The 30 Hours Costing Conundrum: Is it time for the Big Childcare Conversation? #BCC

November 30th 2015

For those of you who have just landed after living on Mars for the last few years here is a summary of the 30 hours promise by the Government:

  • The 30 hours free entitlement is part of the Government strategy to help parents back to work and to work longer hours in an effort to cut the welfare budget by £12billion.
  • The offer will be open to those parents working more than 16 hours per week and those on welfare will be expected to prepare for work once their child is two years and be ready when they reach three years. The initial response from parents was positive with nearly 90% suggesting they would take up the offer (but would prefer it stretched across the calendar year rather than 39 weeks). This means another 630,000 nursery places by 2017. For more details on the calculations on this read the Counting the Cost_Ceeda Oct 2014 report and the IPPR figures.
  • In addition to this, the sector will also need to ensure the National Living wage is implemented alongside higher employer pension contributions and an apprentice levy.

The Budget Summary on 30 Hours:

According to Secretary of State for Education Nicky Morgan and Childcare Minister Sam Gyimah the Government will:
Spend over £6 billion a year supporting parents with their childcare costs from 2019-20. This includes doubling the free childcare entitlement from 15 hours to 30 hours a week for working families with three and four year olds from September 2017, worth up to £5,000 per child.

The new average funding rate or free childcare for 3 and 4 year olds will be £4.88 including the EYPP, and for free 2 year old childcare will be £5.39. Read the report commissioned by the Department for Education which presents their rationale.  Just note that the research was based on a study of 57 nurseries out of 34,000 which meant it was a sample group of 0.02% with no input from the membership bodies such as PSLA or NDNA and with a rather limited geographical spread.

The Government has also agreed a review of the cost of childcare provision in 2016 and agree a National Early Years Funding Formula and other reforms, to ensure funding is fairly allocated.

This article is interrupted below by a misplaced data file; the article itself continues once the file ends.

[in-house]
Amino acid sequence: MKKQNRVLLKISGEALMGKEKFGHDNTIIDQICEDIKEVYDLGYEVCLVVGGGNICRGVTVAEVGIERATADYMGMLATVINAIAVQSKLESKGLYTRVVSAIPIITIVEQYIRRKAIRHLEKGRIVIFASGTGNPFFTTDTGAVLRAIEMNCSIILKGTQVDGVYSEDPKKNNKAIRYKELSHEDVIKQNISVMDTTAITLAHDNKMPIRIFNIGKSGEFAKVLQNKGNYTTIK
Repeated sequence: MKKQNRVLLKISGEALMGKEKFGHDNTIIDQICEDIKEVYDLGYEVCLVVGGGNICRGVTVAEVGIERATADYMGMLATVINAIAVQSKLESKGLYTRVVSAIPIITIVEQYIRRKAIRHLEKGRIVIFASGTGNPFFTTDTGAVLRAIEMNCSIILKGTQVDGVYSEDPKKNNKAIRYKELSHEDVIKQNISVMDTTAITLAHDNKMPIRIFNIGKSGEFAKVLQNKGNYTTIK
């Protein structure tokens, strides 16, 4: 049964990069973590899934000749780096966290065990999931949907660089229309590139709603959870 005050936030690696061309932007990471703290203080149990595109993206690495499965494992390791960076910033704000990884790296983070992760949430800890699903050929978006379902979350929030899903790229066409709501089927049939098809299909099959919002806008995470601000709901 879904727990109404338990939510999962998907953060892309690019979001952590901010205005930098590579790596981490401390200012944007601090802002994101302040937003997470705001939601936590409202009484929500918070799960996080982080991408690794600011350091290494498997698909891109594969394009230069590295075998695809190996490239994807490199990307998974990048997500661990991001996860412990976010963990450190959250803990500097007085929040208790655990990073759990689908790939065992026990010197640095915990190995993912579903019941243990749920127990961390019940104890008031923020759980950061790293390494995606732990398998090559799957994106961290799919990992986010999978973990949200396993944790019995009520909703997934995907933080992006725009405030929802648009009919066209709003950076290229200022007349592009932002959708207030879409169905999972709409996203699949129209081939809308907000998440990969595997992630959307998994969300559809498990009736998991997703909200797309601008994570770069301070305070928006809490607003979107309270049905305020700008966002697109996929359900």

Tax-Free Childcare for under-12’s will be introduced from early 2017, providing up to £2,000 a year per child to help working parents with their childcare costs. This means that, starting from 2017, a family with two children can begin to claim childcare support worth up to £40,000 through free hours and Tax-Free Childcare by the time both children are at school.  The Autumn Statement and Spending Review set an upper income limit per parent of £100,000.

Eligible parents for the free 30 hours need to be working the equivalent of 16 hours per week per parent at the national minimum wage.

******What does this mean though? ******

The new funding rate is £4.88 including the EYPP, and funding per place for two year olds from a flat rate of £5.09 to £5.39 an hour. It builds in the 53p an hour EYPP. However, a colleague contacted me to say that he spoke to Nursery World who went back to the DfE to confirm and I quote, ‘that it isn’t ‘valid’ to deduct the 53p of EYPP to give a net of £4.35; for example if only 2% of children get EYPP, then this becomes ((100*4.88) – (2*0.53))/100 = £4.87 for every other 3-4 year old – or £4.83 if 10% of children had EYPP. NW will explain in print next week]’ 

There is currently no mention of regional variations (obviously I am concerned because London is expensive and if you don’t believe me read the report from Loughborough University which shows the childcare in the Capital can cost 50% more than anywhere else.  And it gets even more costly the longer parents work and so cancels out the benefit of more hours at work.)

If by adding the EYPP into the flat rate can we assume that it is being distributed to all children receiving the free offer and not available for additional support? What does that mean for those targeted children?

The average rate of £4.88 does not take into account how much will be top-sliced (average is over 7% retained for Early Years teams etc with some LA’s retaining significantly more) before it reaches us.  So don’t assume you will get £4.88.

The research analysis baffled me by suggesting that nurseries had an average surplus in funding of £0.22 when settings’ unit costs for providing three- and four-year-olds childcare were compared with local authority funding rates; for childcare for three- and four-year-olds 34% experienced a shortfall in funding, while 66% had a surplus. This completely contradicts the findings of the PSLA  and NDNA who have repeatedly told the DfE we get paid “4 days pay for 5 days care” i.e. a 20% deficit.